The Resolution of the UN-Swiss Paradox

The Resolution of the UN-Swiss Paradox

Switzerland and four other states (Costa Rica, Jordan, Liechtenstein and Singapore) called on 28 March 2012 for reform of the UN Security Council. Through an official draft resolution, they made proposals for a more democratic, efficient and transparent mode of operation, namely by making UN Security Council meetings public, and by including conflict-affected and peacekeeping states in decision-making processes. Furthermore, they demanded a restriction of the veto rights of the five permanent members of the Security Council.

Race for the UN Security Council

Kevin Rudd, Minister of Foreign Affairs of Australia addresses the UN GA, courtesy of UN Photos/Marco Castro

The race for the 2013/14 election for non-permanent seats on the UN Security Council is raging among a group of countries, including several EU countries, Australia, Switzerland, and Turkey.

Luxembourg and Finland are the official EU candidates and enjoy the support of the EU member states and have the advantage of not having been regular UN SC members. Luxembourg was never elected and Finland was elected twice, the last time in 1989-1990. In an attempt to win more votes for the election, the two countries have engaged in ‘cash-diplomacy‘ by increasing their aid money abroad, especially in Africa, amongst countries that form the most influential grouping in the UN General Assembly.

Recently, Australia also declared itself a candidate for the council. Some analyst says that Australia’s chances are low. It already lost against two EU members (Sweden and Portugal) in 1996, it does not have the EU’s support, it entered the race later than its opponents, and is less engaged in a cash-diplomacy than Luxembourg or Finland. According to the Lowy Institute, Luxembourg and Finland respectively gave $137 and $237 million in aid money to Africa while Australia only gave $80 million.

At first glance it seems that Luxembourg and Finland have a better chance to win the race to the UN SC. But if we look a bit more closely, the election might actually be much tighter.

Security Council or Secretary-General?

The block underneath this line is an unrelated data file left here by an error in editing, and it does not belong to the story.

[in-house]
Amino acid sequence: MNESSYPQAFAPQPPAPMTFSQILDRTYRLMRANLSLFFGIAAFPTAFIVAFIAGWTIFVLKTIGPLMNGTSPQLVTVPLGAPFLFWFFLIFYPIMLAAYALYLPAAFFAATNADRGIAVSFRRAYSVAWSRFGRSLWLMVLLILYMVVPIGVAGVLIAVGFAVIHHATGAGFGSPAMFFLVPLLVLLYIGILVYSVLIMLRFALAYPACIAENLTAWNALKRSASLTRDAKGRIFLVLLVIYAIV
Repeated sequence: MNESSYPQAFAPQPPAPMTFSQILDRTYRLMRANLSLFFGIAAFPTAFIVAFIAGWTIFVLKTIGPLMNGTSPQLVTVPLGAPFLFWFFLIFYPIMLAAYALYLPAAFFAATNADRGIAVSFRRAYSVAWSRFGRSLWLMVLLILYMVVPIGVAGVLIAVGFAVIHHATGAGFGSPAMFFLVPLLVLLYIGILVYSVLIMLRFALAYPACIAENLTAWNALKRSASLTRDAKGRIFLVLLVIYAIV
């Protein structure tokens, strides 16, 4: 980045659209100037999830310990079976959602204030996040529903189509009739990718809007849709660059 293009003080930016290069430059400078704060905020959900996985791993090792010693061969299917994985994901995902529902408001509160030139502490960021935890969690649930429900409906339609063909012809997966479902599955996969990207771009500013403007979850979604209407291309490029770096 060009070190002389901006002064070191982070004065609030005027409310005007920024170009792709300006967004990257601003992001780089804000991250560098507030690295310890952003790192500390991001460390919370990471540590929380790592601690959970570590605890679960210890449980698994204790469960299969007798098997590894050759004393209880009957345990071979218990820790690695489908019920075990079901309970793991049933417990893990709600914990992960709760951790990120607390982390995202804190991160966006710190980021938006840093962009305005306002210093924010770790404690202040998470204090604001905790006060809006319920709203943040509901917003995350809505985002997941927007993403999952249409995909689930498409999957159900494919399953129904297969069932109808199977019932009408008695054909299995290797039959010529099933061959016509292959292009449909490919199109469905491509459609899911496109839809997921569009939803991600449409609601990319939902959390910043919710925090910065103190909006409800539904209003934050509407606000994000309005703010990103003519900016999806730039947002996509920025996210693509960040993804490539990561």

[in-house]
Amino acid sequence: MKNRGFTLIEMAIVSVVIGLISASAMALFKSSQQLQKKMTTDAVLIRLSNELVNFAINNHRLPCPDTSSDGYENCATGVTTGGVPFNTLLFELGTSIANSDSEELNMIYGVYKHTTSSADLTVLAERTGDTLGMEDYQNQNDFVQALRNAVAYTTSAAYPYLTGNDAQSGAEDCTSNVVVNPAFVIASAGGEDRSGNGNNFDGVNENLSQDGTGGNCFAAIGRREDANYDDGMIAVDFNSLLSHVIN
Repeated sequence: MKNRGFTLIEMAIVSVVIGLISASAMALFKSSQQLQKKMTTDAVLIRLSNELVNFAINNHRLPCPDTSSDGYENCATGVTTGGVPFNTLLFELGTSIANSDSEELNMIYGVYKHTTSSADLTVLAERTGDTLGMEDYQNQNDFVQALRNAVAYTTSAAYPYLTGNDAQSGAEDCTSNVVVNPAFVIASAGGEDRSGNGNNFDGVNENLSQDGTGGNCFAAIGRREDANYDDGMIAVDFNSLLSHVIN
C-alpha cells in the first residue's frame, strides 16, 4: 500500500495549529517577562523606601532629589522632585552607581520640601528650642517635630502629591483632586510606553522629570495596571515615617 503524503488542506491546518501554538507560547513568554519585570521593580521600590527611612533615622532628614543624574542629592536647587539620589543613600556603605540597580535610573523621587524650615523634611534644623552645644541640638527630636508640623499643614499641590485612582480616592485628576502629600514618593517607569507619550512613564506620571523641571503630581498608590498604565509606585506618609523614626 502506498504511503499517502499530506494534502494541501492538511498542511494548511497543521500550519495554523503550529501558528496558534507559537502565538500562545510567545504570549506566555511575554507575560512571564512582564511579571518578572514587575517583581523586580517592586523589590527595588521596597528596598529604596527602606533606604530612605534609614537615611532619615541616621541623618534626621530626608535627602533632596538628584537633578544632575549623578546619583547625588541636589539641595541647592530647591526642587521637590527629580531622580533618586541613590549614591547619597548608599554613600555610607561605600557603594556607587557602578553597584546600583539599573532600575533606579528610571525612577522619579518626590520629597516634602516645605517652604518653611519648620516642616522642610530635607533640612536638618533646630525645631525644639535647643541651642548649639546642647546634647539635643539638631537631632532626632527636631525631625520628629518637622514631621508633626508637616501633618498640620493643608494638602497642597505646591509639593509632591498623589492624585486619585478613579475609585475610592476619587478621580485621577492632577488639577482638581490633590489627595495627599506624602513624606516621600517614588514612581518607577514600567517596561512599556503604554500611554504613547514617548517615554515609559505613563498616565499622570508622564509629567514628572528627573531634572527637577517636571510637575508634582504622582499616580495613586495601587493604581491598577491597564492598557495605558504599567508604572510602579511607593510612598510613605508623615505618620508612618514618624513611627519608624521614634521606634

Lula da Silva at the UN, courtesy of United Nations Photo/flickr

Brazil, particularly President Lula da Silva, is pursuing an active UN and foreign policy. According to The Times, Lula recently joked that he was “infected by the virus of peace.” Such ‘viruses’, however, do not infect people without giving them greater ambition. In the case of Brazil, the country seems to alternate between seeking a permanent seat in the UN Security Council on the one hand and pushing for Lula to become the next UN secretary-general in 2011 or 2015 on the other.

To get a better sense of Brazil’s rising ambitions, let’s review the latest victories in Brazilian diplomacy and other political activities:

UN Security Council Reform: A Gordian Knot?

UN Security Council session on 24 September 2009 chaired by US President Barack Obama. (UN Photo)
UN Security Council Reform: A Gordian Knot? (UN Photo)

Will the UN ever manage to reform its Security Council?

CSS senior researcher Daniel Trachsler evaluates the organization’s 20-year-long efforts in a new policy brief.

He gives an overview of reform proposals and analyzes factors blocking the reform project. Disagreements, regional rivalries and institutional obstacles have led to a Gordian Knot, an intractable problem solved by a bold move, which will require a high degree of willingness for compromise to entangle, he argues.

Failing this, Trachsler warns against a substantial loss of legitimacy for the UN’s most powerful body. He stresses that it is particularly in the interest of small and medium states to avoid this.

You can download the paper here. For more resources on Security Council reform, please visit our Digital Library.

ISN Weekly Theme: UN (Ir)Relevance

Photo: Bernardo Londoy/flickr

On the occasion of the 64th UN General Assembly the ISN asks whether the UN makes a difference in world politics.

In the ISN podcast this week, I ask Ambassador Christian Wenaweser of Liechtenstein to evaluate the work of the UN. Due to the media’s focus on peace and security, people tend to neglect the UN”s activities in the fields of human rights and development, says Wenaweser.

The UN faces management problems. The five permanent members of the Security Council are unhealthily influential, and this is not only in the Council. Yet, according to Wenaweser, the organization has achieved much, for example in responding to the 2004 tsunami disaster or in promoting international criminal justice.

What else do we offer on the UN?

  • Security Watch features a story by Radio Free Europe/Radio Liberty on the vast agenda facing UN leaders at the 64th General Assembly.
  • In our policy briefs section Eric Rosand of the Center on Global Counterterrorism Cooperation examines the strengths of the UN’s Terrorism Prevention Branch and identifies challenges lying ahead.
  • Rob Jenkins of the Crisis States Research Centre writes on the two-year old UN Peacekeeping Commission and its role in disseminating international norms, in our publications section.

This and more you’ll find on the ISN website.